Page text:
Since I have had my Cherry tree felled I needed to repaint my shed, preferably on s sunny day. Today looked as if it was going to be sunny for most of the day and so I mixed up two pots of paint to get the shade of paint that I required as I was unable to find a shade that I liked in the DIY shops. I did not want my shed to look like an ice-cream hut that so many sheds/summer houses seem to be painted like nowadays! As I was busy painting the flocks of Jackdaws that are frequently flying over my house appeared but I could hear the distinctive call of a Raven amongst them. As they now breed close to my home this was not a surprise.

I wish to thank all of you that have sent me messages or liked my photographs of the last two days on the various social media platforms. 

23rd October


I was eager to finish painting my shed today but the rain said otherwise as I opened my curtains this morning. I ventured to do some grocery shopping in readiness for my forthcoming visitors. Once back at home I walked into the back garden as a flock of twenty Siskin flew over me calling and landed in one of the Silver Birch trees. There were also Greenfinch and Goldfinch already in the tree. Luckily the sun appeared and I managed to continue with my shed painting before helping my poorly neighbours with some more shopping and baking a cake for tea!

With poor light and more rain threatened I abandoned my painting and came inside to peruse Twitter to see what everyone has been seeing today. There are always some impressive photographs to admire. I looked through all the usuals that are seen in the UK at this time of year until I got to Alex Berryman's photographs which blew me away. He had photos of Wallace's Standardwing at a lek taken on the island of Bacan, Halmahera (which is not far from the island of Waigeo where I was birding a few years ago). His photos were just stunning! It reminded me what a fabulous area this is for birding. The leks which had hides/platforms/screens set up where we could watch these wonderful displays of the birds of paradise were just magical. I need to get back there.......I'm not at all envious Alex! There are still so many places to visit where birds are still abundant and colourful and put on wonderful displays..........I just need to get there!  Still not long now until my next adventure! Meanwhile I shall have to be content with the UK for a few more weeks! Luckily I still enjoy my garden birds too!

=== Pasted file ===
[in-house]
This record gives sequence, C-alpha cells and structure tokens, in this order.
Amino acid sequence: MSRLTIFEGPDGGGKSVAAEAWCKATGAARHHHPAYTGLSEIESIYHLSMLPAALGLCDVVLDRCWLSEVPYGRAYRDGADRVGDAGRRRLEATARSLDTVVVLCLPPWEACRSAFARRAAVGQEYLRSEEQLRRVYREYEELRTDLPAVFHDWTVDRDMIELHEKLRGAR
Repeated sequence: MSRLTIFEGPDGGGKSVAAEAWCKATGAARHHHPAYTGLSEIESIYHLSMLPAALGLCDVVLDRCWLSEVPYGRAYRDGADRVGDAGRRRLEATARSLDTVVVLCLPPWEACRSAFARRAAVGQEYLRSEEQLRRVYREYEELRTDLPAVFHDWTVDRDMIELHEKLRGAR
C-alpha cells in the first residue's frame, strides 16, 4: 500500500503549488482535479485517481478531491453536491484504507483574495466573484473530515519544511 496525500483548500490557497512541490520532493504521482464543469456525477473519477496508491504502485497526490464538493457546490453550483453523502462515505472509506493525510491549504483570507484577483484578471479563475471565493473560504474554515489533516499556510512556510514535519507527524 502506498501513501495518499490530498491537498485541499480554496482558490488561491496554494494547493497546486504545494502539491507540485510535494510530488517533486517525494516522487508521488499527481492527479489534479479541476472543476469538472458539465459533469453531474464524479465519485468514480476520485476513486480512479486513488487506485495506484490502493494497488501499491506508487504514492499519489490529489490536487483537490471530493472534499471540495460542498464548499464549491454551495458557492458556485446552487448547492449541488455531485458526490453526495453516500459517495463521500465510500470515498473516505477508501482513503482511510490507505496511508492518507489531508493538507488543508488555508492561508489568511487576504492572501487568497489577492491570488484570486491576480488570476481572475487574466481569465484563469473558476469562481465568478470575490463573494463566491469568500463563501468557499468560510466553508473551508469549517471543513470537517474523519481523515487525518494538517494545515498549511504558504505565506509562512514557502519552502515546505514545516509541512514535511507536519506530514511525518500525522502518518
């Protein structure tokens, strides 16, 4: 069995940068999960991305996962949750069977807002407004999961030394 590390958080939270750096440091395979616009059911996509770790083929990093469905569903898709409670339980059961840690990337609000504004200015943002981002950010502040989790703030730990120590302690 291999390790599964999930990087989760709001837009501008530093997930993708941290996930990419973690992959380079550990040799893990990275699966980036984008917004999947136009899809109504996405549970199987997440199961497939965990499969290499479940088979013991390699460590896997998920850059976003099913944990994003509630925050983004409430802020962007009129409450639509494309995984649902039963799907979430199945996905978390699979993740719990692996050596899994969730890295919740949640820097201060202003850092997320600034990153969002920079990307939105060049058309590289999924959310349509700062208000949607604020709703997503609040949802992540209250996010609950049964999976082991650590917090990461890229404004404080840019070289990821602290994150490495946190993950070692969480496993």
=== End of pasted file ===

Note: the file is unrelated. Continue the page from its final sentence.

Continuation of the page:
24th October

Birdguides review of the week

I was contacted by Birdguides who asked if I could upload my photos of the Blue Rock Thrush that I took at Winterton on Thursday to their website. As they write a rarity review of the week it was nice to see that one of my photos has been used. 

As I opened the bedroom curtains this morning I could hear Pink-footed Geese calling. In many different skeins I counted 440 birds flying over probably coming out of roost from The Wash in search of a suitable field to feed upon during the day.

It was a busy day at work as it is half term and I had great fun explaining the Halloween wildlife trail to the children!

28th October

After an anxious fortnight of being unwell, working and entertaining my son and family, I finally managed to find some time to travel down to The Scilly Isles where a Blackburnian Warbler had taken up residence on the island of Bryher. My son and family had departed this morning, so after a few domestics, John and Richard picked me up and together we drove down to Penzance overnight. We parked in Penzance harbour car park and boarded the minibus that took us to the airfield at St. Just where we boarded our flight to St. Mary's, Isles of Scilly. It was a glorious morning as we flew over the Cornish coastline and over the sea to the islands.

I travelled by minibus down to the harbour in Hugh Town whilst John and Richard travelled by a golf buggy and arrived at the quayside.  We watched a Red-rumped Swallow flying along the rocks below the harbour wall along with a Barn Swallow, whilst 4 Black Redstarts hopped around the rocks. A Rock Pipit on landed on the harbour wall whilst we were waiting for the boat to Bryher. The weather could not have been better as we joined all the other birders on the boat. We were soon off to Bryher where 26 of us walked down to the fields where the Blackburnian had been last seen at Popplestone. The birders spread out taking a section each in the enclosed small Pitosporum tree-lined field. After a tense half an hour a whistle went up from the next section to where I had been standing and we all rushed to where a few birders were obvioulsy watching. It didn't take long for all the birders to get a quick view of the Blackburnian Warbler as it flicked along the top of the trees. The bird then showed really well to those of us that had made the journey over.